We all know the physical benefits of participating in sport – increased cardiovascular fitness, stronger muscles and bones, lowered blood pressure and cholesterol, improved coordination and balance – the list goes on. But have you ever really considered the positive affect that sport, particularly organized team sport, can have on our mental health? For instance, sport is a proven de-stressor. It forces you to apply yourself fully to the task at hand, leaving behind thoughts and worries you may have had beforehand. In their place, sport stimulates the release of endorphins, which are your body’s natural happy chemicals.
Over the past few months, we’ve all been dealing with restrictions to our normal lifestyles, courtesy of the coronavirus pandemic. For many of us, stress levels have raised considerably during this time – loss of community connection, financial concerns and, perhaps, even a fear of getting sick with the virus. To top it off, all organized sport has been cancelled/suspended meaning that one of the greatest relievers of stress, and a chance for greater community connection, hasn’t been allowed to happen. So, it’s no wonder that our stress levels have gone through roof!
Playing sport alongside others also teaches us the value of teamwork. Instead of reading about it or being lectured about it, sport forces you to put it into practice. And, participating in sport teaches you how to deal with setbacks. No team wins all the time. Dealing with a loss or a poor performance, learning from it and trying again is all part of the journey. Setbacks build resilience and this can be carried over into everyday life, helping you to navigate the tough times and find a way through them. The COVID-19 pandemic has certainly put us through hard times; does that mean that those people who participated in sport prior to the pandemic were in a better mental space to deal with the effects of the pandemic? Evidence would seem to suggest that yes, it did!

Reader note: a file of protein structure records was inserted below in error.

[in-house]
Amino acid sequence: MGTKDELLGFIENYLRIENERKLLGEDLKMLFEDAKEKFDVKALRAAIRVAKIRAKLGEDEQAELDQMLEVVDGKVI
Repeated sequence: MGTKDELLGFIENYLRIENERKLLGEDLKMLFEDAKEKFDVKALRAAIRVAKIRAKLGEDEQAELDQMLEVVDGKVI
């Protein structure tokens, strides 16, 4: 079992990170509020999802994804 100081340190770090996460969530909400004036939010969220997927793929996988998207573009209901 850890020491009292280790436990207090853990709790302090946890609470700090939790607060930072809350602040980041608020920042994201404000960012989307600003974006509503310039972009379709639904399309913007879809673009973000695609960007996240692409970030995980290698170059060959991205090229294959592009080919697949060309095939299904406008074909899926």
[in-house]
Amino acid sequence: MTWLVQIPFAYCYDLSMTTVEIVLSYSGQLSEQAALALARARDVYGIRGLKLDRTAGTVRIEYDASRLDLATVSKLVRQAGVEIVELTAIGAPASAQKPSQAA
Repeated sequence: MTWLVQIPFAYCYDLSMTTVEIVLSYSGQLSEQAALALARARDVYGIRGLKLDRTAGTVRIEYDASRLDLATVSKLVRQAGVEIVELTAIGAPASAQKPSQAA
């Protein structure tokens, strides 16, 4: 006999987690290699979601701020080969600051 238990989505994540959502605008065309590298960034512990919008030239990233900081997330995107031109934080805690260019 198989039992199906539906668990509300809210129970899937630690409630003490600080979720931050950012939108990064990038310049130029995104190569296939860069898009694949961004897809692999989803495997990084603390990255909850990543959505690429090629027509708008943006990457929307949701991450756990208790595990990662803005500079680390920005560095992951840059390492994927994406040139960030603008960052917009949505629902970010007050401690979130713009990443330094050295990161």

Additionally, the social aspect that comes with being part of a team is fantastic for your wellbeing. Even if you join a team not knowing anyone on that team, sport has a funny way of fast-tracking friendships, and human connection is such an important factor in maintaining good mental health. And, being part of a team also adds a support network that you wouldn’t otherwise have. Self-isolation, over recent months, has restricted our ability to socialize with people other than our immediate family members &/or house-mates, meaning we have effectively lost that human connection and support network. Many of us have turned to media platforms, such as zoom and teams, in an attempt to maintain that connection. This has proven to be an effective means of staying connected, to an extent. Nothing, though, can match the personal connection that you receive through organized sport, or other face to face gatherings.
The good news is that many State Sporting Associations, have recently released their return to play guidelines which can hopefully pave the way for many of us to get back into organised sport and enjoy the benefits that it brings. The COVID-19 pandemic, and associated restrictions, won’t last forever so it is time to plan a return to sport now. Even if it has been a while since you have participated in organised sport, I would encourage everyone to start thinking about getting back into it. The physical benefits alone are enough to warrant consideration but it is perhaps the mental benefits which we could all really benefit from right now.